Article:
It actually does. Check out my project to test non-integer numbers. I don't think it works with negatives.
That doesn't work for negative or non-integer powers, though. You can do it like this too:
when gf clicked
set [variable1 v] to (1)
set [variable1 v] to ((variable1) * (x))
It works fine for non-integer x, but as jvvg wrote, it can't work with non-integer *powers* (i.e. where y is not a whole number).
It will give an answer, because it will repeat a certain whole number of times [round(y) rather than floor(y), interestingly], but it will be wrong…
Note that using:
([10^ v] of ((y) * ([log v] of (x))) // = x^y
([e^ v] of ((y) * ([ln v] of (x))) // = x^y
may give you a non-integer result even though both x and y are integers - because the log(x) [or ln(x)] won't be an integer, so there can be rounding errors when it then does 10 to the power [or e to the power] of that.
If you want to ensure you get exactly an integer (maybe for testing if it is less/greater/exactly some integer value) then you should round it.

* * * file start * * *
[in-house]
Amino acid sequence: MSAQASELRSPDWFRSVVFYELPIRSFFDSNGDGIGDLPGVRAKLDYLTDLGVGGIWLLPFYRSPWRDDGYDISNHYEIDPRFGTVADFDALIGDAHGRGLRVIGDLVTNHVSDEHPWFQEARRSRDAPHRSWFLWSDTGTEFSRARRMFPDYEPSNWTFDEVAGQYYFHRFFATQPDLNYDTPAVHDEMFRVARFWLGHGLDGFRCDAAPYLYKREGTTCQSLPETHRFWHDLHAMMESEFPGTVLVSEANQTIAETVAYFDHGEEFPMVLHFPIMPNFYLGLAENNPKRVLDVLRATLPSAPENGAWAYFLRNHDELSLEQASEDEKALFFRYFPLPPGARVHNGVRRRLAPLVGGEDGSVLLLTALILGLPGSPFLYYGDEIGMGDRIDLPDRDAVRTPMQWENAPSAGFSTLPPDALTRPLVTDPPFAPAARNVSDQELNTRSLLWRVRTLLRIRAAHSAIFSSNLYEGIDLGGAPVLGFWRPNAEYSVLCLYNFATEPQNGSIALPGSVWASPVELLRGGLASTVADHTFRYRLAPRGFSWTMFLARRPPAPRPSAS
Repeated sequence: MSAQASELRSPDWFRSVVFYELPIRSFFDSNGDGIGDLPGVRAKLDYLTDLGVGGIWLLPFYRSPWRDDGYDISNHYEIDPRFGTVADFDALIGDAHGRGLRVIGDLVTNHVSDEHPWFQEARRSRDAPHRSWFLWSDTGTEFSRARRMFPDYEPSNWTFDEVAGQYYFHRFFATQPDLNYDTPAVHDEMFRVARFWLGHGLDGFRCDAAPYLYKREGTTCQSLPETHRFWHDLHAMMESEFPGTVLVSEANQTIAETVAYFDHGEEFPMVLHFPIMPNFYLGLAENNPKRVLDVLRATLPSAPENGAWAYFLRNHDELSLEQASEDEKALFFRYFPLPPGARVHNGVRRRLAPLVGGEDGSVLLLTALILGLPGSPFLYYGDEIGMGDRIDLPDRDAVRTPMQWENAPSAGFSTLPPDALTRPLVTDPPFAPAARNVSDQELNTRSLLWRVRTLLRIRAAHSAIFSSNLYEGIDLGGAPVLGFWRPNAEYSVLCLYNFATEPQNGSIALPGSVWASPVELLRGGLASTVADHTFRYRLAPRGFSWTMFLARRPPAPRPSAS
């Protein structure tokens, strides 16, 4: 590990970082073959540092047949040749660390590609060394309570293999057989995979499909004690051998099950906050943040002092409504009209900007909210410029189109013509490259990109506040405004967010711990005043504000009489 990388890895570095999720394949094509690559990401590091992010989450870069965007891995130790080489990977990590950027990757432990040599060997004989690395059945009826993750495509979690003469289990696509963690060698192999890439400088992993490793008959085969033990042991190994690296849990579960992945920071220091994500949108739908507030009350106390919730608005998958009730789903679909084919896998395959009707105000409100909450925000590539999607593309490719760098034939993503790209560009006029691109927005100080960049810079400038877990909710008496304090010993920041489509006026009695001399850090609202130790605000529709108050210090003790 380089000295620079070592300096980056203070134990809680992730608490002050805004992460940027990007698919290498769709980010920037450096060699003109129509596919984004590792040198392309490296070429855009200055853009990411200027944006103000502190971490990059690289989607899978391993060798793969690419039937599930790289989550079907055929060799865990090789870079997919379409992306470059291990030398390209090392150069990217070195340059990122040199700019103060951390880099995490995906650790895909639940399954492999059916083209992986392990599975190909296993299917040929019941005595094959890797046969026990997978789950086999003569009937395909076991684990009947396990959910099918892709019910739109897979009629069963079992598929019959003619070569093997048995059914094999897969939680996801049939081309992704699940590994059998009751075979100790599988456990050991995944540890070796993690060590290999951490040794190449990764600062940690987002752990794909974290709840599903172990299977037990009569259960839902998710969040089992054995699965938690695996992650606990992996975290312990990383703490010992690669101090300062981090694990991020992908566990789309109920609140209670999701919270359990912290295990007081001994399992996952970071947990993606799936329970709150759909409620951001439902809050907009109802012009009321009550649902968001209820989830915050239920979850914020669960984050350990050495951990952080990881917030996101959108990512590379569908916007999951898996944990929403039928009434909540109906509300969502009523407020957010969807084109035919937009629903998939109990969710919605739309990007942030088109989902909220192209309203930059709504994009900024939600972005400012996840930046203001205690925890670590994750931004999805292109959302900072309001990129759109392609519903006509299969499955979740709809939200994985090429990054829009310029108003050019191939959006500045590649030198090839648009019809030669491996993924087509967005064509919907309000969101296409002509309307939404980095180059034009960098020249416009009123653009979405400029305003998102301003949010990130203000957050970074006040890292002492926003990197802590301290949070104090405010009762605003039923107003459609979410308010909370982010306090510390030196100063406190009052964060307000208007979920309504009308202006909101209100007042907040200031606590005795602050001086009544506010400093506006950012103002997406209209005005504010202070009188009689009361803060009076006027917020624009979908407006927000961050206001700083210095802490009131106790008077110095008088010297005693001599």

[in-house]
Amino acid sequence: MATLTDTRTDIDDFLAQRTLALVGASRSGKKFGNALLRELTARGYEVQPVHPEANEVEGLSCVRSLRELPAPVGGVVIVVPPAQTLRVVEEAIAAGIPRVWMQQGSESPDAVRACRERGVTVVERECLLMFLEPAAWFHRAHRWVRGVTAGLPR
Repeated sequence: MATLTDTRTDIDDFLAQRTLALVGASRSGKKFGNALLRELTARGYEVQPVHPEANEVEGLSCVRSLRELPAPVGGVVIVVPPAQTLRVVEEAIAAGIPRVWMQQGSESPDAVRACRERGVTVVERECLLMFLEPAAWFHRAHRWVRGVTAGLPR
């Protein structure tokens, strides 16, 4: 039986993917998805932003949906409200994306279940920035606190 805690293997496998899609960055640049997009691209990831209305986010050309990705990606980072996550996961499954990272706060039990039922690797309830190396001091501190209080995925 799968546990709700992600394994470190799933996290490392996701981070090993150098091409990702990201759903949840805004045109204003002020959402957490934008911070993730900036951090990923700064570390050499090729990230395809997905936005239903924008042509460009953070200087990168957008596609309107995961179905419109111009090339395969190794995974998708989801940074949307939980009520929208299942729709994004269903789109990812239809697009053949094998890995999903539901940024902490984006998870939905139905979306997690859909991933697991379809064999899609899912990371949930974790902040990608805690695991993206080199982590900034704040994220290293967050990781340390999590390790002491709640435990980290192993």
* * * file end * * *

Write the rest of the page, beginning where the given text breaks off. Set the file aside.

Personally, I think it'd be nice to see this added somewhere - though it would unfortunately not be able to go into the current drop-down with the other less well-known maths operators (sqrt,abs,etc.) because it has two ‘slots’ rather than just the one. It would need to be on its own like ‘mod’. Or else that block could also become a drop-down, containing “mod” and ^. (But I haven't checked how that affects certain things in the way script is encoded…)
Unfortunately, those are the only really useful two-argument operators that I can think of (apart from the obvious ones like +, -, *, /, already elsewhere) - others start to become really rather obscure, and not so useful…